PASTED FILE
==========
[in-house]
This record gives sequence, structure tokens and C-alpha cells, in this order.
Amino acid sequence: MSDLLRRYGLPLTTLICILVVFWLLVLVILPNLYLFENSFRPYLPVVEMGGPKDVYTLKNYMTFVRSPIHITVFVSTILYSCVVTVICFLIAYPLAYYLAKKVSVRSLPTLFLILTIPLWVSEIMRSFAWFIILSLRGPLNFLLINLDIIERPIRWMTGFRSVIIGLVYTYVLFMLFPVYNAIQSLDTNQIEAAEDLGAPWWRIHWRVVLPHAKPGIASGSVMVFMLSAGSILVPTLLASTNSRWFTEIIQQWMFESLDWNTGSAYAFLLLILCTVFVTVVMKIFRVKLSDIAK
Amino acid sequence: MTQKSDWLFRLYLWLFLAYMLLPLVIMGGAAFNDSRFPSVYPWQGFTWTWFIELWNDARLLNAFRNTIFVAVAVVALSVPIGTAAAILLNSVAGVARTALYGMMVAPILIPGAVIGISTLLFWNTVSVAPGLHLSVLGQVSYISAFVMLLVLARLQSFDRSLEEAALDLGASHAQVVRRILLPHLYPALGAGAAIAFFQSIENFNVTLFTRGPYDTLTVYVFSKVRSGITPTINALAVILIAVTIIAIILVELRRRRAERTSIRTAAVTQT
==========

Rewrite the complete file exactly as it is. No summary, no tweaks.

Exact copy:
[in-house]
This record gives sequence, structure tokens and C-alpha cells, in this order.
Amino acid sequence: MSDLLRRYGLPLTTLICILVVFWLLVLVILPNLYLFENSFRPYLPVVEMGGPKDVYTLKNYMTFVRSPIHITVFVSTILYSCVVTVICFLIAYPLAYYLAKKVSVRSLPTLFLILTIPLWVSEIMRSFAWFIILSLRGPLNFLLINLDIIERPIRWMTGFRSVIIGLVYTYVLFMLFPVYNAIQSLDTNQIEAAEDLGAPWWRIHWRVVLPHAKPGIASGSVMVFMLSAGSILVPTLLASTNSRWFTEIIQQWMFESLDWNTGSAYAFLLLILCTVFVTVVMKIFRVKLSDIAK
Amino acid sequence: MTQKSDWLFRLYLWLFLAYMLLPLVIMGGAAFNDSRFPSVYPWQGFTWTWFIELWNDARLLNAFRNTIFVAVAVVALSVPIGTAAAILLNSVAGVARTALYGMMVAPILIPGAVIGISTLLFWNTVSVAPGLHLSVLGQVSYISAFVMLLVLARLQSFDRSLEEAALDLGASHAQVVRRILLPHLYPALGAGAAIAFFQSIENFNVTLFTRGPYDTLTVYVFSKVRSGITPTINALAVILIAVTIIAIILVELRRRRAERTSIRTAAVTQT